HC Deb 01 April 1873 vol 215 cc422-32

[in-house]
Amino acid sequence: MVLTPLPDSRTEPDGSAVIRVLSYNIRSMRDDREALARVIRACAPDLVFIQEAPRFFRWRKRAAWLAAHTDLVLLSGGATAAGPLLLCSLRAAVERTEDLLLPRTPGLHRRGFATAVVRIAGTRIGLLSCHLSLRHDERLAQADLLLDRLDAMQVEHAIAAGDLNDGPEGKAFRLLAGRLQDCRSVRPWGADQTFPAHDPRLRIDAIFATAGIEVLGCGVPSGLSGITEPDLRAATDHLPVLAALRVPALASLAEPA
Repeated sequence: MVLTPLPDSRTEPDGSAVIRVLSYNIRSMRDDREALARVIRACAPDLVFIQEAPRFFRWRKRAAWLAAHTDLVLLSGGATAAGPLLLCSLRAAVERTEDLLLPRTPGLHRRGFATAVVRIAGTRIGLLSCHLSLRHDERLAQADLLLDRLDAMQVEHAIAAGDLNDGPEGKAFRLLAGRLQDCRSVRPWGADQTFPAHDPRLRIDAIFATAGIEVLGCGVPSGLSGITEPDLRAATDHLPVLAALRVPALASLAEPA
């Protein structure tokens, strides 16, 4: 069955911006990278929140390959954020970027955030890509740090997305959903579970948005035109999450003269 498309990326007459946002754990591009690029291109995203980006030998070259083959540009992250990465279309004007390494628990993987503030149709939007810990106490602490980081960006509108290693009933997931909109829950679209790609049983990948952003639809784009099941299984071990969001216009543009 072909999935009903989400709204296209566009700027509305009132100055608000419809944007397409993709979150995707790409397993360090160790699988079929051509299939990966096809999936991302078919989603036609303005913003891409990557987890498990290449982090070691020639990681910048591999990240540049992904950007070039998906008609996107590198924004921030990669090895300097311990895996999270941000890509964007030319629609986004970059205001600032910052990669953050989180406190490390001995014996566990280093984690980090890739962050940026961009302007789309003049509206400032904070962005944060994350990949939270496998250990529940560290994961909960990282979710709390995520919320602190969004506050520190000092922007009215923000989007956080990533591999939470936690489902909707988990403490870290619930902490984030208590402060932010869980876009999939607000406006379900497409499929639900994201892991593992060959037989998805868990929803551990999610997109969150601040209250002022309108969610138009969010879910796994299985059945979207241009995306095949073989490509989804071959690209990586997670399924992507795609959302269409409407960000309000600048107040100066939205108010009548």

rose to call attention to the evidence of the Commissioners of Valuation in Ireland which had been given before a Committee of that House, and to move a Resolution to the effect that the present constitution of the Irish Valuation Department was unsatisfactory, and that it was desirable that an experienced and competent offi- cer should be placed at its head. He frankly admitted that his present motion, if carried, would practically be a Vote of Censure on the gentleman at the head of the Irish Valuation Department. Mr, Greene, the individual to whom he referred, had been examined before a Committee of that House, and the evidence he had then given had proved him not to be a fit person to be at the head of an important public Department. When he had brought this subject under the notice of the House two years ago the right hon. Gentleman the Secretary of the Treasury (Mr. Baxter) admitted that various abuses existed in relation to it—that counties had been wrongly charged, that the expenditure in the office was extravagant, that there was no efficient control over it, and that the accounts were in a muddle. The right hon. Gentleman, while refusing to assent to the re-appointment of the Committee to inquire into the matter which was then asked for, had promised to take steps to bring about a reform in the Department, but that promise had not been fulfilled, nor was it possible with the present administration of the office. Mr. Greene, who had been for 23 years the practical head of the Department, had been unable to give any detailed evidence before the Committee as to the principle upon which the Town-land valuation had been conducted; and he admitted that although the whole of Ireland, with the exception of six counties, had been valued during the time he was in office, he had never read the Townland Valuation Act. The result of the mismanagement of the service up to the present was that instead of the valuation costing one half-penny per acre, the amount of the original estimate, it had cost 6d. per acre, altogether amounting to £325,000, which had to be paid by the counties of Ireland. His right hon. Friend, in introducing his Bill the other evening, stated that a new valuation was necessary in Ireland, because the old had been made at a time when taxes were very high. It was the fact, however, that the taxes had never in any regular form affected the valuation. The evidence of the Commissioner on this point was confused, contradictory, and unintelligible, and in support of his statement that the rate of local taxation had been deducted from the gross value, he was unable to adduce any docu- mentary proof. His right hon. Friend went on to say that the new valuation would apply only to three Provinces; but why a distinction was to be made between Ulster and the rest of Ireland he was at a loss to know. The statements of the Commissioner of Valuations on the subject betrayed, he thought, an extraordinary want of knowledge. But there was a more serious charge against him. There was in Ireland each year what was called a revision of the valuation, which consisted in ascertaining the change of occupancy in the land between one year and another. That work of revision cost £25,000, but on investigation before the Committee it turned out that only about £10,000 or £12,000 of that sum was spent in payment of the salaries and expenses in each union for carrying on the revision, and providing the necessary lists and maps; that was to say, for carrying on almost the entire work. That being so, the question naturally arose, what was done with the remaining £13,000 Mr. Greene said it went in office expenditure, and he entered into an explanation of a course of proceeding which really had no existence. He said that the revising officers who were sent to each union did very little work—that they merely marked on the maps the lines of the new boundaries, and that the necessary details had to be obtained in the office in Dublin by reference to old books and maps—a course which involved considerable labour and expense. The House would hardly believe that the whole of this course of proceeding was purely imaginary. The revising officers did themselves actually perform all the work of the revision in the country, and there were no rules then in existence requiring them to transmit the information to the Dublin Office in order to have the results worked out there. But what did Mr. Greene do after giving his evidence before the Committee? He went over to Dublin and altered the rules previously existing, in order to make them correspond with his evidence. Next year he came before the Committee again, and without a word of explanation he handed in the altered rules, which required that the work should be done in Dublin, and they were now to be found in an appendix to the Report. This was most extraordinary conduct on the part of the head of any public Depart- ment. If that was to go on without censure, or such a man to be continued in his duties as valuator, his (The O'Conor Don's) troubling the House would have only been so much lost time. It was unnecessary to enter into further details of the extraordinary mismanagement of the present head of that public Department; but he might remark that an able officer who was sent over from the Treasury to Dublin to investigate the accounts found them in such a state that he could make nothing of them. In conclusion, he felt it right to call attention to that subject before the new Valuation Bill for Ireland came on, and he therefore begged to move the Resolution of which he had given Notice.